Parker only discovered he would be skipper when caretaker boss Stuart Pearce revealed his decision after a team meeting just hours before kick-off on Wednesday morning.
The Tottenham midfielder was a surprise choice given the presence of Steven Gerrard in the team and he admitted hearing the news was one of the best moments of his life. Even the disappointment of Arjen Robben's injury-time winner for the Dutch couldn't ruin Parker's day.
Now his attention will turn to holding onto the armband and, asked if he would like to keep the armband, Parker said: "Of course I would. I would like more really. I am going to keep working hard.
"I also understand there's many a player - no-one more than Steven Gerrard and a couple of others - who've obviously been there before and done it. It's going to be difficult for me but I would obviously relish the chance to lead the country out again and take it into the Euros. Whether that's me or it's not me, I know I'll be fully behind whoever it may be, determined to make England succeed."
Parker revealed Liverpool captain Gerrard was one of the first players to offer his congratulations even though he may have been annoyed at the snub. "He (Pearce) named his team in a meeting at 10.15 and after the meeting he said I would be captain. That was the first I knew of it," Parker said.
"All the players said congratulations, but Stevie was one of the first to come up to me and congratulate me. He said I deserved it and he would support me. He was really pleased for me. I wouldn't expect anything less from Stevie. He is a fantastic player and a fantastic professional."
Whether Parker will be deemed captaincy material by whoever the Football Association choose to replace Fabio Capello remains to be seen. It would clearly help his cause if it is his club manager Harry Redknapp - currently the bookmakers' favourite - but even if Parker doesn't keep the job, he will forever cherish this moment.
Just 12 months ago, the 31-year-old was very much a fringe player at international level and was fighting a losing battle to keep West Ham in the Premier League. "I could only dream about being England captain as a boy. To get the nod and lead out my country was great," Parker said.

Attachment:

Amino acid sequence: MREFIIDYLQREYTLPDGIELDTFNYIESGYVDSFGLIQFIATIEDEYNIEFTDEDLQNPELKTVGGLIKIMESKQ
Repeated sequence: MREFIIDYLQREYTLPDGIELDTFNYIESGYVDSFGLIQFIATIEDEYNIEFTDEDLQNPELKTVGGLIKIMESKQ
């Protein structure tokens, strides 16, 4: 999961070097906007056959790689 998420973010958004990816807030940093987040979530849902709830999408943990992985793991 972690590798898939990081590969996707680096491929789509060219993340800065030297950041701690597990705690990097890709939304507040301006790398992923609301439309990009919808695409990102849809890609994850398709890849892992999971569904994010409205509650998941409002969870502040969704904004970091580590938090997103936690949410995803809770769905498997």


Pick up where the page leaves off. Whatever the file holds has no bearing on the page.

"You don't think about leading the team out until it literally happens and you are standing there. That's when it hits you exactly what the occasion is and what you are doing. It's definitely up there, not only in my career but obviously in my personal life, probably behind the birth of my kids. My family are very proud.
"A lot has definitely happened for me in a short period with England. It's all gone very quickly. I had a long time to think about things today. Obviously I knew at 10.15. I just turned my phone off and turned the television off and thought about it all. It's been massive. Long may it continue."
Tough Dutch challenge
Although Parker was pleased to see England fight back from 2-0 down, the ruthless Dutch finishing showed him they will need more than just spirit to enjoy a successful Euro 2012 campaign. "It was a tough game against a very good team. They were World Cup finalists. We knew how good they would be," he said.
"At 2-0 I thought we could have gone into our shell a little bit. Wembley is difficult at times and at 2-0 it could have been hard. So I think we need to take a lot of positives that we got back into the game at 2-2 and obviously we are a little disappointed to have let one in at the end.
"But I think we all realise it is not just courage and commitment that is going to win you tournaments. You have to have a little bit more. I like to think over the course of time we can do that. I think this is a good step."